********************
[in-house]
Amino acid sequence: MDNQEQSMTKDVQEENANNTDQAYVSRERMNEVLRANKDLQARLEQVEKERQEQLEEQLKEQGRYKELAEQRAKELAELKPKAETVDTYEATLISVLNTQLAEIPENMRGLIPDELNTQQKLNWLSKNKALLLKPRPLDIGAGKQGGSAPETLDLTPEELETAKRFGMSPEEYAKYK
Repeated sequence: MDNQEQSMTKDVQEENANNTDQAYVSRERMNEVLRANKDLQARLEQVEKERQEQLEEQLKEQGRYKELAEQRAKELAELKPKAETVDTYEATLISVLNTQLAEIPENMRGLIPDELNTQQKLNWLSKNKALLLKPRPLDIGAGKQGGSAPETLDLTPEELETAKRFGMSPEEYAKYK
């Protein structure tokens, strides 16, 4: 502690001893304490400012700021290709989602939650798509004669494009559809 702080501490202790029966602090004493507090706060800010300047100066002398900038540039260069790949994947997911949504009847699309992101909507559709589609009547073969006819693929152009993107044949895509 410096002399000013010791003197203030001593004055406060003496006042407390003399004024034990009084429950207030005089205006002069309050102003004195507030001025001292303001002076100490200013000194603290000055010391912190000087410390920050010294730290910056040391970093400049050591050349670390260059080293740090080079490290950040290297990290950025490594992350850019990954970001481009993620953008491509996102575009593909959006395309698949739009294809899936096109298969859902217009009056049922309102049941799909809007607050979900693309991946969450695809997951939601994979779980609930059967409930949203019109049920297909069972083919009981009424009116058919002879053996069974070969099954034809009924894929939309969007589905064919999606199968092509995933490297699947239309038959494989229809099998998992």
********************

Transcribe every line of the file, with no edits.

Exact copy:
[in-house]
Amino acid sequence: MDNQEQSMTKDVQEENANNTDQAYVSRERMNEVLRANKDLQARLEQVEKERQEQLEEQLKEQGRYKELAEQRAKELAELKPKAETVDTYEATLISVLNTQLAEIPENMRGLIPDELNTQQKLNWLSKNKALLLKPRPLDIGAGKQGGSAPETLDLTPEELETAKRFGMSPEEYAKYK
Repeated sequence: MDNQEQSMTKDVQEENANNTDQAYVSRERMNEVLRANKDLQARLEQVEKERQEQLEEQLKEQGRYKELAEQRAKELAELKPKAETVDTYEATLISVLNTQLAEIPENMRGLIPDELNTQQKLNWLSKNKALLLKPRPLDIGAGKQGGSAPETLDLTPEELETAKRFGMSPEEYAKYK
């Protein structure tokens, strides 16, 4: 502690001893304490400012700021290709989602939650798509004669494009559809 702080501490202790029966602090004493507090706060800010300047100066002398900038540039260069790949994947997911949504009847699309992101909507559709589609009547073969006819693929152009993107044949895509 410096002399000013010791003197203030001593004055406060003496006042407390003399004024034990009084429950207030005089205006002069309050102003004195507030001025001292303001002076100490200013000194603290000055010391912190000087410390920050010294730290910056040391970093400049050591050349670390260059080293740090080079490290950040290297990290950025490594992350850019990954970001481009993620953008491509996102575009593909959006395309698949739009294809899936096109298969859902217009009056049922309102049941799909809007607050979900693309991946969450695809997951939601994979779980609930059967409930949203019109049920297909069972083919009981009424009116058919002879053996069974070969099954034809009924894929939309969007589905064919999606199968092509995933490297699947239309038959494989229809099998998992």